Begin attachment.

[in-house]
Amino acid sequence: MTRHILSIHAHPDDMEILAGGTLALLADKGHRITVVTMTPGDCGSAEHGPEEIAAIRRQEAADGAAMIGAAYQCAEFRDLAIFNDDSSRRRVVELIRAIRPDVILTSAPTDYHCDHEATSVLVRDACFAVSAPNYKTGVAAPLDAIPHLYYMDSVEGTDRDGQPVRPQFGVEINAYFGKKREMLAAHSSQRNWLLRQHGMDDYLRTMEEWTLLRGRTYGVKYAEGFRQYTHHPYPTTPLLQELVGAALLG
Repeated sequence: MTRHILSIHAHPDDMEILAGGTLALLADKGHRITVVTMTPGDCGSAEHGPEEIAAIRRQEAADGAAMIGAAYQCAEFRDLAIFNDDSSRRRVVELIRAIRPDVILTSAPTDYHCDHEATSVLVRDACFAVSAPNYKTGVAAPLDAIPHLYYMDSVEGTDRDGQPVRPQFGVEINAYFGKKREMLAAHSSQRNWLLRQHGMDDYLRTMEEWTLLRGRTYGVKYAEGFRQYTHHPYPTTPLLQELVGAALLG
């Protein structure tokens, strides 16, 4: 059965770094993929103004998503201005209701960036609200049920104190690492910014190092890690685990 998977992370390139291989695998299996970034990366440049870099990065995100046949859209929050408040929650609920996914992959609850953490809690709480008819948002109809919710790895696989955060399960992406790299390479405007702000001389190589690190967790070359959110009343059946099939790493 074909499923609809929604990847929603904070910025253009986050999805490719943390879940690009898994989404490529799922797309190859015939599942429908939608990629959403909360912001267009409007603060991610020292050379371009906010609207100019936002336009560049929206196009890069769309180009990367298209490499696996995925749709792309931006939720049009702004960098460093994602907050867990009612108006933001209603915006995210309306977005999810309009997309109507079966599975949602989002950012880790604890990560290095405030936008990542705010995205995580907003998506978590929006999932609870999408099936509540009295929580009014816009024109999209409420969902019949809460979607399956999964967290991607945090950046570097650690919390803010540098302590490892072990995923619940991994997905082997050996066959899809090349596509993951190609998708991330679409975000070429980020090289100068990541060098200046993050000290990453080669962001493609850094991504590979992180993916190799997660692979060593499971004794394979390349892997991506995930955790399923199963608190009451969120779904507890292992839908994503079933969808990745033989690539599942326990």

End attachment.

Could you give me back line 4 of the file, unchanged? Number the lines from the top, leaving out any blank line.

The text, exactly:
């Protein structure tokens, strides 16, 4: 059965770094993929103004998503201005209701960036609200049920104190690492910014190092890690685990 998977992370390139291989695998299996970034990366440049870099990065995100046949859209929050408040929650609920996914992959609850953490809690709480008819948002109809919710790895696989955060399960992406790299390479405007702000001389190589690190967790070359959110009343059946099939790493 074909499923609809929604990847929603904070910025253009986050999805490719943390879940690009898994989404490529799922797309190859015939599942429908939608990629959403909360912001267009409007603060991610020292050379371009906010609207100019936002336009560049929206196009890069769309180009990367298209490499696996995925749709792309931006939720049009702004960098460093994602907050867990009612108006933001209603915006995210309306977005999810309009997309109507079966599975949602989002950012880790604890990560290095405030936008990542705010995205995580907003998506978590929006999932609870999408099936509540009295929580009014816009024109999209409420969902019949809460979607399956999964967290991607945090950046570097650690919390803010540098302590490892072990995923619940991994997905082997050996066959899809090349596509993951190609998708991330679409975000070429980020090289100068990541060098200046993050000290990453080669962001493609850094991504590979992180993916190799997660692979060593499971004794394979390349892997991506995930955790399923199963608190009451969120779904507890292992839908994503079933969808990745033989690539599942326990």